January 2019

Publisher's Note January/February 2019

Max & Joanne Friedland

So folks, here goes the next 100 DAVID Magazines! We have labored mightily to create a January/February publication worthy of your time and attention, as well as the auspiciousness of the occasion. Let’s start by toasting this new cycle and, obviously, the New Year 2019, L’chaim!

Our editorial calendar describes this issue as a “Life Choices” edition, focusing on creative living, relationships, and health & wellness. The beginning of the year traditionally has been a time for reflection and resolutions aimed at self-improvement. This year we chose topics that beg your consideration.

Our cover story focuses on a couple of local celebrities who really live big, bold lives. Elizabeth Blau and husband Kim Canteenwalla are the co-founders of Blau + Associates, an international restaurant development and consultancy, as well as the owners of restaurants Honey Salt and Andiron Steak & Sea, both in Summerlin. After perusing a copy and salivating over the elegant pages of their recently published tome Honey Salt, A Culinary Scrapbook, the call went out to food writer Jason Harris. His piece, Morsels & Memories, My Conversation with Elizabeth Blau, can be found on pages 28-31.

Along with recovering from surgery, Jason has been very busy. His regular Taste piece features the latest efforts of Antonio Nunez and Scott Commings. In Let’s Do Brunch, pages 36-40, he visits The Stove, their new brunch house in Henderson.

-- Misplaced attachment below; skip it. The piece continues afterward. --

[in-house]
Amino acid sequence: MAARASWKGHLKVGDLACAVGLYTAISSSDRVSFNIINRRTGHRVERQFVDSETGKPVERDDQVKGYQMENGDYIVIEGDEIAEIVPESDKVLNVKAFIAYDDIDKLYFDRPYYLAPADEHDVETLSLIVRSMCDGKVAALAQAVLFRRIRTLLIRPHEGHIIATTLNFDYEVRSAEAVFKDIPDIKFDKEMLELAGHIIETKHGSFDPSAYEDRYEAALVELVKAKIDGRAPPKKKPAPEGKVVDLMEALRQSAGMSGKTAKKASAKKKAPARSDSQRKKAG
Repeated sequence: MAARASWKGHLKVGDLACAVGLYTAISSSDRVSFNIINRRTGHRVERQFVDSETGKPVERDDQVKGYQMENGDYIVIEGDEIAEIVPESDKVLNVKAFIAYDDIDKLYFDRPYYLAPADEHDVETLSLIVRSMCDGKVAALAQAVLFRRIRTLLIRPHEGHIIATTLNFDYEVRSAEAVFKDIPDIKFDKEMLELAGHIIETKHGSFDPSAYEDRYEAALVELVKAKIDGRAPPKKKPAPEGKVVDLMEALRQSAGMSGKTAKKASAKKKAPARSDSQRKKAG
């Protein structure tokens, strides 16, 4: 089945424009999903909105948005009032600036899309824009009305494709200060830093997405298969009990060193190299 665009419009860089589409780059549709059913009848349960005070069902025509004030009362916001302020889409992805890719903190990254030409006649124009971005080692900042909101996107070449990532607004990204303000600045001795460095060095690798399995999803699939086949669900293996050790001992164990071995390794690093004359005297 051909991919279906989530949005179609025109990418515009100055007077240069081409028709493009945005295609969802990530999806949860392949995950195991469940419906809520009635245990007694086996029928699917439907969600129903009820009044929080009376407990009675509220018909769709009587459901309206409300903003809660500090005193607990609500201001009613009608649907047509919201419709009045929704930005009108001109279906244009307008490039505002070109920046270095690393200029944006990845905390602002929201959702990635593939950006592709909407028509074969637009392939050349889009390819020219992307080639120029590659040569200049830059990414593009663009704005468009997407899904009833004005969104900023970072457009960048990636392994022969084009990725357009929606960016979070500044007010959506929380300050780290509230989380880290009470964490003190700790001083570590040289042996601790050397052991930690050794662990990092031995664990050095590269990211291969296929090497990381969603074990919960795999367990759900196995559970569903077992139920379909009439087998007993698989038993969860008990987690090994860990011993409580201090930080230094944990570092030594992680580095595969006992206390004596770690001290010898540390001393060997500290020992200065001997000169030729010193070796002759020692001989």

World Aids Day was celebrated last year on December 1. The UMC Wellness Center, a major player in the battle against the dreaded disease in Southern Nevada, marked the occasion with a series of activities at their facility. Scott Kerbs covered the event as well as UMC’s efforts to improve detection and treatment of HIV. His piece, Fighting for the Future, can be found on pages 32-35.

Continuing the health and wellness theme, please find The Year of Living Well, by Paul Harasim, on pages 42-45. This month, he interviews Dr. Alison Netski, the Department Chair of Psychiatry and Behavioral Health at UNLV School of Medicine. They discuss mental health and the need to set small, achievable goals to improve one’s quality of life. Who of us would not benefit from some reflection on this important subject? See you all on the hiking trail or in yoga class.

We end this month’s table of contents with two pieces directly and indirectly relating to the negative impact technology has had on our lives. Smart phones give us a world of information in the palm of our hands. We have, however, sacrificed quality for quantity and in many alarming reports, the immersive experience of a good book. Reading in the New Year, pages 46-51, is a new feature that will run in our publication at the beginning of each year. It is our attempt to encourage our readers to sit down with their Kindle (or in my case a hard or soft cover) and get back to those basics. We have tried to cater to a diverse spectrum of tastes; I hope our efforts include something for you.

Finally, I asked Jaq Greenspon to look at our love affair with our devices. In Cellphone Confidential, pages 52-56, he visits the dark side of this phenomenon. My family has had serious conversations (face to face) about the need for a weekly technology Sabbath. We’re going to try no phones or computers for 24 hours, oy vey!

As always, enjoy our magazine, and see you in the racks.

Max D. Friedland


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